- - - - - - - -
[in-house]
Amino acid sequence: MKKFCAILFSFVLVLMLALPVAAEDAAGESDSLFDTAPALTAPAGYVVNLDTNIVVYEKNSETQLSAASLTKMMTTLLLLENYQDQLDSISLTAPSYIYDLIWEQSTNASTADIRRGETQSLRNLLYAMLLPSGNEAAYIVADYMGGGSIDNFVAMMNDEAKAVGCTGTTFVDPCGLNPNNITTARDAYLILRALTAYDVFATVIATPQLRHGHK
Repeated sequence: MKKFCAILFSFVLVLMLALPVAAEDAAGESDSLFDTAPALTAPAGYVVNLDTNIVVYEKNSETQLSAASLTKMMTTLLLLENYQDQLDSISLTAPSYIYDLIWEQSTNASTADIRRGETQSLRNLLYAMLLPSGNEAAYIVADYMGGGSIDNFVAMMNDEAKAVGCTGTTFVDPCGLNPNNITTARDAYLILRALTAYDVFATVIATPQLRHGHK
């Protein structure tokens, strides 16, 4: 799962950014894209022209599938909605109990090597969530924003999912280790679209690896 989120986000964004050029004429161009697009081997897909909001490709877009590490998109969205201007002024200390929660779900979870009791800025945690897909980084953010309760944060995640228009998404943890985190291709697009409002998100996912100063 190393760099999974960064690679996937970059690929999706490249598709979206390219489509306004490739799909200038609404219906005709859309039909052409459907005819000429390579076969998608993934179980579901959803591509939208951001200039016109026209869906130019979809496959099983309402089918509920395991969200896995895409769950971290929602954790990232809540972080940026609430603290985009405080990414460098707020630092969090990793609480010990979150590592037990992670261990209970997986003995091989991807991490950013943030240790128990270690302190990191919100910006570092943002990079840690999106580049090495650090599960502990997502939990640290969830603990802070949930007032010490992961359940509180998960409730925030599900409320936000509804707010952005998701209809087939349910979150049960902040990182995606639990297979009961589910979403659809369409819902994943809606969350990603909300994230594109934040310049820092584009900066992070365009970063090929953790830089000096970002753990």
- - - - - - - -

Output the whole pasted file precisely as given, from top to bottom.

[in-house]
Amino acid sequence: MKKFCAILFSFVLVLMLALPVAAEDAAGESDSLFDTAPALTAPAGYVVNLDTNIVVYEKNSETQLSAASLTKMMTTLLLLENYQDQLDSISLTAPSYIYDLIWEQSTNASTADIRRGETQSLRNLLYAMLLPSGNEAAYIVADYMGGGSIDNFVAMMNDEAKAVGCTGTTFVDPCGLNPNNITTARDAYLILRALTAYDVFATVIATPQLRHGHK
Repeated sequence: MKKFCAILFSFVLVLMLALPVAAEDAAGESDSLFDTAPALTAPAGYVVNLDTNIVVYEKNSETQLSAASLTKMMTTLLLLENYQDQLDSISLTAPSYIYDLIWEQSTNASTADIRRGETQSLRNLLYAMLLPSGNEAAYIVADYMGGGSIDNFVAMMNDEAKAVGCTGTTFVDPCGLNPNNITTARDAYLILRALTAYDVFATVIATPQLRHGHK
């Protein structure tokens, strides 16, 4: 799962950014894209022209599938909605109990090597969530924003999912280790679209690896 989120986000964004050029004429161009697009081997897909909001490709877009590490998109969205201007002024200390929660779900979870009791800025945690897909980084953010309760944060995640228009998404943890985190291709697009409002998100996912100063 190393760099999974960064690679996937970059690929999706490249598709979206390219489509306004490739799909200038609404219906005709859309039909052409459907005819000429390579076969998608993934179980579901959803591509939208951001200039016109026209869906130019979809496959099983309402089918509920395991969200896995895409769950971290929602954790990232809540972080940026609430603290985009405080990414460098707020630092969090990793609480010990979150590592037990992670261990209970997986003995091989991807991490950013943030240790128990270690302190990191919100910006570092943002990079840690999106580049090495650090599960502990997502939990640290969830603990802070949930007032010490992961359940509180998960409730925030599900409320936000509804707010952005998701209809087939349910979150049960902040990182995606639990297979009961589910979403659809369409819902994943809606969350990603909300994230594109934040310049820092584009900066992070365009970063090929953790830089000096970002753990």